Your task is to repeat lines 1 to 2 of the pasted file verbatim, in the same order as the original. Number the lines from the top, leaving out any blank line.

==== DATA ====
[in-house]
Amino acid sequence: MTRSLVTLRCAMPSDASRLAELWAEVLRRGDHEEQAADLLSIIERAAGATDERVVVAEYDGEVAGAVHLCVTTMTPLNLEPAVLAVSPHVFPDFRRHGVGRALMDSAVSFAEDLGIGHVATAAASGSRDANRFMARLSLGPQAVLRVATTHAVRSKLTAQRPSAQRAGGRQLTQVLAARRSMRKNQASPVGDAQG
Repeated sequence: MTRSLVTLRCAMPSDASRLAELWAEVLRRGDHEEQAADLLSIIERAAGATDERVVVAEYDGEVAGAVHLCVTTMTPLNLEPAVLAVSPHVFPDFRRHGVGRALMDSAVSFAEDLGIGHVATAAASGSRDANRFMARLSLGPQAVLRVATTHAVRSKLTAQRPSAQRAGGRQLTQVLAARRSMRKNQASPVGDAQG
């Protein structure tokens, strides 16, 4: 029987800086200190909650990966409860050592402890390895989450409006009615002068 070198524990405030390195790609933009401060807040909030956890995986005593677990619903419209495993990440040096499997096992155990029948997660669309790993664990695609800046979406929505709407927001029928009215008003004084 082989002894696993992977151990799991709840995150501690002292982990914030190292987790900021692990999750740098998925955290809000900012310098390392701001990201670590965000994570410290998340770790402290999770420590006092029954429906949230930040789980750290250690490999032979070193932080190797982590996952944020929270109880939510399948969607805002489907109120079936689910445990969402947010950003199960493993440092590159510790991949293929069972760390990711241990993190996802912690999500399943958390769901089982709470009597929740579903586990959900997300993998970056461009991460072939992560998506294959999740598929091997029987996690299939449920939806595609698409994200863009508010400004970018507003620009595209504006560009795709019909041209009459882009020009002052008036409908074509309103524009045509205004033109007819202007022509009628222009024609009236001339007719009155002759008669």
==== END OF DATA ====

[in-house]
Amino acid sequence: MTRSLVTLRCAMPSDASRLAELWAEVLRRGDHEEQAADLLSIIERAAGATDERVVVAEYDGEVAGAVHLCVTTMTPLNLEPAVLAVSPHVFPDFRRHGVGRALMDSAVSFAEDLGIGHVATAAASGSRDANRFMARLSLGPQAVLRVATTHAVRSKLTAQRPSAQRAGGRQLTQVLAARRSMRKNQASPVGDAQG